Looking ahead to 2013, while we did not provide a specific range for earnings expectations, we reiterated many of our expectations from the prior quarters and dialed in on a few others. We still expect positive comparable restaurant sales growth and continue to plan for approximately 28 company restaurant openings. Based on over 80% of our beef cost being logged, we now estimate food cost inflation of 6% to 7% for the full-year compared to our previous range of 5% to 8%. We did lower our expected income tax rate in conjunction with the retroactive reinstatement of the WOTC program and the extension of this credit through 2013. As such, we now estimate our tax rate will be approximately 31% for 2013.

A few other things to point out timing-wise for the year. First, we do expect our development schedule to be back-end weighted. As such, we expect that up to 2/3 of our openings will occur in the second half of the year. Secondly, I want to remind everyone we expect the cost of our annual Managing Partners Conference, which is in the second quarter as it was last year, will be up approximately $2.5 million higher than in 2012 as we will be celebrating our 20th year anniversary in Hawaii, where airfare alone will be quite a bit more expensive.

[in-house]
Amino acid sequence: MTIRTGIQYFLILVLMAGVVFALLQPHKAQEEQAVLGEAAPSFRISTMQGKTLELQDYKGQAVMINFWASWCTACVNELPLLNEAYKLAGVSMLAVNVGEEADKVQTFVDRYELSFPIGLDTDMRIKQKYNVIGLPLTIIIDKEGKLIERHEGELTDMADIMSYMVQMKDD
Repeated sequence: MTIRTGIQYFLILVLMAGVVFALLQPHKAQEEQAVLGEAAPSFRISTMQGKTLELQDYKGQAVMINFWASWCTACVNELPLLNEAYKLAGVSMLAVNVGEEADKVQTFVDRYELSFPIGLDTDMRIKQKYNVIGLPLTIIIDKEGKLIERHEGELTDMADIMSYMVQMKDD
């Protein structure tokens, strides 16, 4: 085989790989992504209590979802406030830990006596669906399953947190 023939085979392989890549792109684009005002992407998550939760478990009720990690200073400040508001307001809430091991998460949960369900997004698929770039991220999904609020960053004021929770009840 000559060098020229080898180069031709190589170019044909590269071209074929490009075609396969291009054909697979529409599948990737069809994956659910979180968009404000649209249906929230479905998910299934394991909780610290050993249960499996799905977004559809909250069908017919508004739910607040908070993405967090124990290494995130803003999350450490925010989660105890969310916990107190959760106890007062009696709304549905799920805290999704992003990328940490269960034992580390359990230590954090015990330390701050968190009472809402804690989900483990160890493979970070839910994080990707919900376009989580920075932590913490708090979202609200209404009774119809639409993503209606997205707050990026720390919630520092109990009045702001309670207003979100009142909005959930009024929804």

It is somewhat fortuitous that this occurs in a year when we have 53 weeks as the higher costs practically offset the benefit of the extra week in the fourth quarter of 2013.

Finally, our first quarter income tax rate will be lower than the rest of the year due to the impact of the retroactive WOTC adjustment. We expect the first quarter rate to be approximately 29% compared to our expectation of 31% for the full-year rate.

As we have done in the past, we will continue to focus on driving traffic and maintaining our position in terms of food and service, and we will continue investing in our restaurants. During 2012, in addition to incurring $14 million of repairs and maintenance expense that directly hit our P&L, we spent another $29.5 million in capital expenditures on things such as maintenance CapEx, remodels and adding seats in restaurants. We will continue making this investment as taking care of our assets is part of taking care of our business. As Kent mentioned, we did take a 2% price increase in December to help offset some of the expected inflation. However, even with this amount of pricing, we anticipate margin will be under pressure.